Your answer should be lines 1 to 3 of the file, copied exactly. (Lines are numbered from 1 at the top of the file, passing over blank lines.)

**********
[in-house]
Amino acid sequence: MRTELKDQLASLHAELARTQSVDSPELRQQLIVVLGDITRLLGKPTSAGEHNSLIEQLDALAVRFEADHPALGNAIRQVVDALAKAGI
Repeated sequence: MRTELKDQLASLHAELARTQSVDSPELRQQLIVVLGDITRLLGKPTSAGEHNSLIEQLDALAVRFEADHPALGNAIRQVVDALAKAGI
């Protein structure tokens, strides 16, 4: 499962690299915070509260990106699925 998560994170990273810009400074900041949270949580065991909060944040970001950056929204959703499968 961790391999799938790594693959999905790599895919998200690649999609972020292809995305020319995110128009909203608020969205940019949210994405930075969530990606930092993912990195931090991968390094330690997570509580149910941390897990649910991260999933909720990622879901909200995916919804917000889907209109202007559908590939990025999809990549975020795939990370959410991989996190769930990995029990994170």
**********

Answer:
[in-house]
Amino acid sequence: MRTELKDQLASLHAELARTQSVDSPELRQQLIVVLGDITRLLGKPTSAGEHNSLIEQLDALAVRFEADHPALGNAIRQVVDALAKAGI
Repeated sequence: MRTELKDQLASLHAELARTQSVDSPELRQQLIVVLGDITRLLGKPTSAGEHNSLIEQLDALAVRFEADHPALGNAIRQVVDALAKAGI